Like most sports, horse racing has been quick to embrace technology to help it become more appealing to its audience and to ensure race meetings have the resources they need to facilitate their fixtures.
Here is a look at some of the newest technology innovations being used in horse racing across the world.
If you have ever wondered what it is like to be a jockey and participate in a horse race, virtual reality (VR) headsets now allow you to experience that thrill. Some racecourses have set up VR stages at their meetings to invite racegoers to try out their headsets throughout the day.
This experience has been a great way of promoting horse racing to those who wouldn’t normally watch the sport. Some enjoy the experience so much that they go away and explore other ways of getting involved in horse racing, such as becoming an owner. This can be done by buying racehorse shares through syndicates such as RaceShare. They offer shares in horses for as little as £33, and as part of your package, you get the chance to visit your horse at their stable and see it run at the racecourse.
VR headsets are also being used by jockeys as they prepare for big races. They can simulate a particular racecourse and also the conditions the jockey can expect to be faced with in their race.
With hundreds of horses arriving at a racecourse each day, identifying them on arrival and checking them into their stable before the race is vital. To help with this process, each horse has a small chip in their neck that can be scanned to bring up their passport. This includes details of their name, age and breeding.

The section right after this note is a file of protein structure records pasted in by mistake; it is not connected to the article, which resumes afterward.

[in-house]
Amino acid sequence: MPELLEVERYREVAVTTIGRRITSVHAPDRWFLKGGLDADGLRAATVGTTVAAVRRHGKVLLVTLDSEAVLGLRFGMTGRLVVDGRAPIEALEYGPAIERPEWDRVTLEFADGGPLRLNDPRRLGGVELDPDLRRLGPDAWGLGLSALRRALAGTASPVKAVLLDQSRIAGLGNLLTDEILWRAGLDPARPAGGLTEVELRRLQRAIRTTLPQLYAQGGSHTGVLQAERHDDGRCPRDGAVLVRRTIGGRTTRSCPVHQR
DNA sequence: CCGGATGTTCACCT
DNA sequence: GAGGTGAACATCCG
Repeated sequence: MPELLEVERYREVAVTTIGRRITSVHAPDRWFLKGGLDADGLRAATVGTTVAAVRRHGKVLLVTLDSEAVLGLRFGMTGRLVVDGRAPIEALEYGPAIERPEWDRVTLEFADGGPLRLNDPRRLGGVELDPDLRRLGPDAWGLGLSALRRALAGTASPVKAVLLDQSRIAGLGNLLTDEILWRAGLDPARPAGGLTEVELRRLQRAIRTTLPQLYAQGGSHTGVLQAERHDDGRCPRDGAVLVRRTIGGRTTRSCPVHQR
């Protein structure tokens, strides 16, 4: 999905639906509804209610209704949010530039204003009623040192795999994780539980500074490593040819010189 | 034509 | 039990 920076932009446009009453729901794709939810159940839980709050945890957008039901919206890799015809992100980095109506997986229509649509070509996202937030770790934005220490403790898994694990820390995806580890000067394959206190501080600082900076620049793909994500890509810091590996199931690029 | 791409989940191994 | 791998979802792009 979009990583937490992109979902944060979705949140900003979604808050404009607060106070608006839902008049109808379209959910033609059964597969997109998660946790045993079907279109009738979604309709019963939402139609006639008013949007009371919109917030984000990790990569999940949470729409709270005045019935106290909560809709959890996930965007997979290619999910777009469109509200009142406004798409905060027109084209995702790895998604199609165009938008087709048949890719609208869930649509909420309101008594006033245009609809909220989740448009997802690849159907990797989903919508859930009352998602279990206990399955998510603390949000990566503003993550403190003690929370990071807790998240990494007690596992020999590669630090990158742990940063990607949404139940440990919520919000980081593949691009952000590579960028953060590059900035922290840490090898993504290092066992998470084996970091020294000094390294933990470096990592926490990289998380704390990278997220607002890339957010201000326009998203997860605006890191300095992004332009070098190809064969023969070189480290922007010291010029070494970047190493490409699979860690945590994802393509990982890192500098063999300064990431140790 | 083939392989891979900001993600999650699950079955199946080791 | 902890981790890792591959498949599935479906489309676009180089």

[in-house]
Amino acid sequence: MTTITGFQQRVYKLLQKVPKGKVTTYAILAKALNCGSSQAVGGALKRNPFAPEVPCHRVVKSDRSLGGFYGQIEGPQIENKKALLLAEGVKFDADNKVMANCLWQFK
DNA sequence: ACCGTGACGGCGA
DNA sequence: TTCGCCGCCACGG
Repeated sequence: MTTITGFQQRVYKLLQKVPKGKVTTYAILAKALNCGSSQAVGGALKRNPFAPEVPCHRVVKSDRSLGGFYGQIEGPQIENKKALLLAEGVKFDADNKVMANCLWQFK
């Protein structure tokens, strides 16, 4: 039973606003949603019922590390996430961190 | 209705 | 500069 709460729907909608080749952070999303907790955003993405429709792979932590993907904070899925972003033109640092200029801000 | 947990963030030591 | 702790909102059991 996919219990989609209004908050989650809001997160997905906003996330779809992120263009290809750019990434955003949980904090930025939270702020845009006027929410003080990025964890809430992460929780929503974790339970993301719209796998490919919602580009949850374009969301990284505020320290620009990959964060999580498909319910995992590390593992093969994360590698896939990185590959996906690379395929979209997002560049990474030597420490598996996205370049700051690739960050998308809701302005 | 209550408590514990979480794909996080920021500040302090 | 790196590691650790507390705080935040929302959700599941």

As per the rules set out by the British Horseracing Authority (BHA), It is the responsibility of the owner and trainer to ensure that their horse has an identification chip before they arrive at a racecourse. Without this, they are not able to be checked in or participate in a race.
Before the identification chip was established, there were instances where horses ran in the wrong race by mistake due to misidentification. The use of the chip has helped reduce that number considerably.
Broadcasters in horse racing are always looking at new ways they can showcase the sport, and one of the newest innovations is the JockeyCam. A small camera is attached to a jockey’s helmet before a race, and they can transmit live pictures from a great vantage point during the contest.
These are often used in big races like the Grand National at Aintree. They were attached to several jockeys in 2023 when Corach Rambler came out on top in the world’s most famous steeplechase. These cameras showed exactly what it was like for the jockeys to ride in a 40-runner contest over the biggest fences in the sport.
In this video, JockeyCam enables viewers to take the ride of a lifetime with Frankie Dettori:
As well as for broadcast purposes, the jockey cams can also be used by the stewards in the sport to determine if a jockey has caused an interference with another horse. They will watch the race from the lens of the jockey in question before making their decision on the official result.
With more technology arriving in sport, it will be interesting to see how horse racing continues to adapt and evolve over the next few years.